Leadership Lessons From D-Day

Today marks the 70th Anniversary of the Allied Invasion of Europe, otherwise known as D-Day. The invasion was the pivotal moment for the European theater in World War II. The Allied Forces were able to secure a western front against Germany and within a year defeat the Nazi regime. Twenty years ago I had the opportunity to travel to Normandy, France where the brave men of D-Day landed on June 6, 1944. As a young man I was overcome with emotion as I walked the cliffs, through the cemeteries, and on the beaches where so many fought and lost their life. I remember crying for the first time because of something someone else had done for me, my country, and the world. It was not just what they did, but the magnitude of the challenge, the difficulty of the conditions, and the bravery that was required that day in order to secure the beaches for a full scale invasion.

This week I reflected on my experience in Normandy and on the massive invasion that occurred on D-Day 1944. In my reflection time, I asked myself, "What leadership lessons can I learn from this moment in history and from the key individuals involved in the events of that day?" Here are ten leadership lessons I identified as I reflected on D-Day.

Lessons From The Top Leaders:

  • Leaders must have a clearly defined vision and purpose that everyone on their team knows, understands, and believes in pursuing.
  • Leaders must take the time to plan and prepare prior to acting when the stakes are high and there is significant risk involved.
  • Leaders must equip their teams with the resources, skills, and talent required to fulfill their vision.

Lesson From Mid-Level Leaders on the Ground:

  • Leaders must be respected by the people they lead. Their team members must believe in them, trust them, and admire them.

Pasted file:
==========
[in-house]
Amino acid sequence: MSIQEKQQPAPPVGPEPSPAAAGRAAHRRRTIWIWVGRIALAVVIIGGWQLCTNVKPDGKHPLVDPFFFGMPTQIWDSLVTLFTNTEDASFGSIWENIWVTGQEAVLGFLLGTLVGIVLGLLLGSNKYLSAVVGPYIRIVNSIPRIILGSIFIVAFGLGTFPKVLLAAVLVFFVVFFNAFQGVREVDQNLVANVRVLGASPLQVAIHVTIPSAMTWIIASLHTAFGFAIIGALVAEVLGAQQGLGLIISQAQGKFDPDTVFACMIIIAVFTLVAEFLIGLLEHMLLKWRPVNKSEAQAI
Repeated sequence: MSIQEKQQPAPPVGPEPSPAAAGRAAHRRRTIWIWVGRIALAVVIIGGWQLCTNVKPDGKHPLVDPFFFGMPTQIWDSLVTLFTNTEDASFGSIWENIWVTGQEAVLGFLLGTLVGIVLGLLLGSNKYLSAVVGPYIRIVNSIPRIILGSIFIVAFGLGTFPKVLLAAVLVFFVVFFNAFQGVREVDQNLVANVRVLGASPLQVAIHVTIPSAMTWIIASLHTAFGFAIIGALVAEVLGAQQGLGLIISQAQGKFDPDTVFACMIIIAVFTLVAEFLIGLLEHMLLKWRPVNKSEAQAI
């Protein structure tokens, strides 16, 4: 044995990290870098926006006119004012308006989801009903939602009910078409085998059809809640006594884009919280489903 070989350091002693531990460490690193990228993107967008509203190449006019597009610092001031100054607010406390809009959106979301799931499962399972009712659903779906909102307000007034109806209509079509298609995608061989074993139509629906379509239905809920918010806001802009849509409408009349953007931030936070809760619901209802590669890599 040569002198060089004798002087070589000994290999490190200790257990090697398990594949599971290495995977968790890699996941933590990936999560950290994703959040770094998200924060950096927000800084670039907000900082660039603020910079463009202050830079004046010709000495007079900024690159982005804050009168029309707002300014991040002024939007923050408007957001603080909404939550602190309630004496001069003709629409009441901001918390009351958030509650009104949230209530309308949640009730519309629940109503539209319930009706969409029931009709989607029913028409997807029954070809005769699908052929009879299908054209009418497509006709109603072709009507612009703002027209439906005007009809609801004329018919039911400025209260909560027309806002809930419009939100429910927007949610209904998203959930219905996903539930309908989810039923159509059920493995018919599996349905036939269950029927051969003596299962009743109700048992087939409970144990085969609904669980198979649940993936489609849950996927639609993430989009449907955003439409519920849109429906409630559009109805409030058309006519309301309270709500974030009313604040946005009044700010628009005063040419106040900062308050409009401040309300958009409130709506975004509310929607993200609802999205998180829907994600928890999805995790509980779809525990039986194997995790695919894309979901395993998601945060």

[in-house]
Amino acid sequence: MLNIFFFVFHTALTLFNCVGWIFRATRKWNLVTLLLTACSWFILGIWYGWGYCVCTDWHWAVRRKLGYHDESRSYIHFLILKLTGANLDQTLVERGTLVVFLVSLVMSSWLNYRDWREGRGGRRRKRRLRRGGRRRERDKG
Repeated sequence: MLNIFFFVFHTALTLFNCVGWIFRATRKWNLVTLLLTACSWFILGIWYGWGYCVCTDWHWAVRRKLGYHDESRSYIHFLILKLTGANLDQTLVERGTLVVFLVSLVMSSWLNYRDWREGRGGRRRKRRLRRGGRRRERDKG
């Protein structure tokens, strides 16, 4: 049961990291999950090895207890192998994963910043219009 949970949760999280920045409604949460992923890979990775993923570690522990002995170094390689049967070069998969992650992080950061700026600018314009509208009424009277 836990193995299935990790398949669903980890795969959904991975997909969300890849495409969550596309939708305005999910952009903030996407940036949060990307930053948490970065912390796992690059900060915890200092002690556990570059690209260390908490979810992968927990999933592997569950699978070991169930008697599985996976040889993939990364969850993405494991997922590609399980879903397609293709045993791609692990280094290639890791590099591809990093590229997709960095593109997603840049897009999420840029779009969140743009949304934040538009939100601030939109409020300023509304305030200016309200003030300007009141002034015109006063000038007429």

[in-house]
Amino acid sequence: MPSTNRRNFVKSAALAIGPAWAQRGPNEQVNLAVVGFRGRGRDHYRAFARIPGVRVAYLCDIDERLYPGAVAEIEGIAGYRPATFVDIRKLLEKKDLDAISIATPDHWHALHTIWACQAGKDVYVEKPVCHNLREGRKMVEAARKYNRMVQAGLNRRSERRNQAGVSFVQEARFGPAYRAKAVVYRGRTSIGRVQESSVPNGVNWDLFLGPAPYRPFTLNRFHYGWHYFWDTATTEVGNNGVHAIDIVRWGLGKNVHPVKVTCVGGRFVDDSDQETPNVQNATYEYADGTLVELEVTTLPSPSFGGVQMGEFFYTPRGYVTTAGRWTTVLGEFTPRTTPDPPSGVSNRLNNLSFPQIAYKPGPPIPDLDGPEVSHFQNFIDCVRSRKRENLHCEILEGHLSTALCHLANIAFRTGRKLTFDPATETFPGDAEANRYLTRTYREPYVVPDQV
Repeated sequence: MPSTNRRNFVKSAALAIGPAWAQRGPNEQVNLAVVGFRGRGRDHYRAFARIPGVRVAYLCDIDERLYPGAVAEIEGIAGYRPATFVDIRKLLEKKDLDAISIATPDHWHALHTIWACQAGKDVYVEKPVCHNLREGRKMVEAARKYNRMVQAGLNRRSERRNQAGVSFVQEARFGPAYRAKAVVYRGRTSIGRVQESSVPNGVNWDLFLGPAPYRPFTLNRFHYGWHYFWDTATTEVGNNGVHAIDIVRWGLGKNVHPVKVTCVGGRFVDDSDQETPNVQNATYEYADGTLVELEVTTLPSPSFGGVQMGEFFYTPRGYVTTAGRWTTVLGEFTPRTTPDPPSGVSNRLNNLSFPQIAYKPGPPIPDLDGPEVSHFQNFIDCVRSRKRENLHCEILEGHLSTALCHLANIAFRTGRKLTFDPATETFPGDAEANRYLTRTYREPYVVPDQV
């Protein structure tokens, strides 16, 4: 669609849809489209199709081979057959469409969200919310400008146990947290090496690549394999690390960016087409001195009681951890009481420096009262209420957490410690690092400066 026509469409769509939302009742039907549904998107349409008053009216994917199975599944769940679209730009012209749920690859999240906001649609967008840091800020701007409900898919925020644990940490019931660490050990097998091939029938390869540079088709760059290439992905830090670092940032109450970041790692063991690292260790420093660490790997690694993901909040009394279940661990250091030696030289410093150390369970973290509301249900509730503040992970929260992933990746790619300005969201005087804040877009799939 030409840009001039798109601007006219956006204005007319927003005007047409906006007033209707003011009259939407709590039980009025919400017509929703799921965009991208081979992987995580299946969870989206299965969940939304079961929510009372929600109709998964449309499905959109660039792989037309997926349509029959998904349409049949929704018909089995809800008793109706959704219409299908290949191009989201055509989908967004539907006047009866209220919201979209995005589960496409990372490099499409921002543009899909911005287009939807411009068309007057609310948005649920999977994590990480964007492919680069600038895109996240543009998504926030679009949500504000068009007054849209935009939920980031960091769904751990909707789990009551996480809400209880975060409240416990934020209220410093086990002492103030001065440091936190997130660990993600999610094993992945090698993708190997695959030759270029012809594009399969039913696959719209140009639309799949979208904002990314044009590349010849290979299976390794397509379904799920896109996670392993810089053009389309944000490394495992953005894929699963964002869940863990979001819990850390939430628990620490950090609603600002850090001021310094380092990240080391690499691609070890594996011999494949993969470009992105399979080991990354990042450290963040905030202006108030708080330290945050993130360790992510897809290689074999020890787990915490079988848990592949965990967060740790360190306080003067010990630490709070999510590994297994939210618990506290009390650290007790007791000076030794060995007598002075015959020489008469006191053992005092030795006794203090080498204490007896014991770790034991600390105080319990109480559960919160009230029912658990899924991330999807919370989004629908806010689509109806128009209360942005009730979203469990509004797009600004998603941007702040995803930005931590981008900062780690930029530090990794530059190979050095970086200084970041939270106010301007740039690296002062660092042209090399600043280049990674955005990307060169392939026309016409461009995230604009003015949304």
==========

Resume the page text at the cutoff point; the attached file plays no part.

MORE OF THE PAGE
• Leaders must be able to adapt to change and unforeseen challenges. They must be able to assess what the situation requires and adapt as needed.
  • Leaders must clearly define the short term mission and provide role clarity for every team member under their care.

Lessons From the Leaders on the Front Line:

  • Leaders must be courageous and not paralyzed by fear of the unknown or the difficulty of their task.
  • Leaders must persevere no matter what tries to take them off their task of completing the mission.
  • Leaders must create a bond of friendship, trust, and loyalty with their peers. They must be willing to sacrifice for each other, defend each other, and encourage each other.

As I traveled through the small villages of Normandy I will never forget the kindness and appreciation the people living there showed to me. Elderly people told us "Thank you for what your country did for us!". Some restaurant owners refused to let us pay for our food. It was a memory I will never forget. Which brings me to my final leadership lesson from D-Day:

  • True leadership leaves a legacy. Long after the leader is gone, their actions, decisions, vision, and memory will live on.

The heroes of D-Day will forever be remembered by the people of France and especially the villages of Normandy. Their leadership, sacrifice, and courage saved lives and gave people hope again. This is a legacy that will live on forever as long we continue to remember and tell the story of D-Day June 6, 1944.

Thank you to the men (leaders) of D-Day! We honor you today.

Coach Dan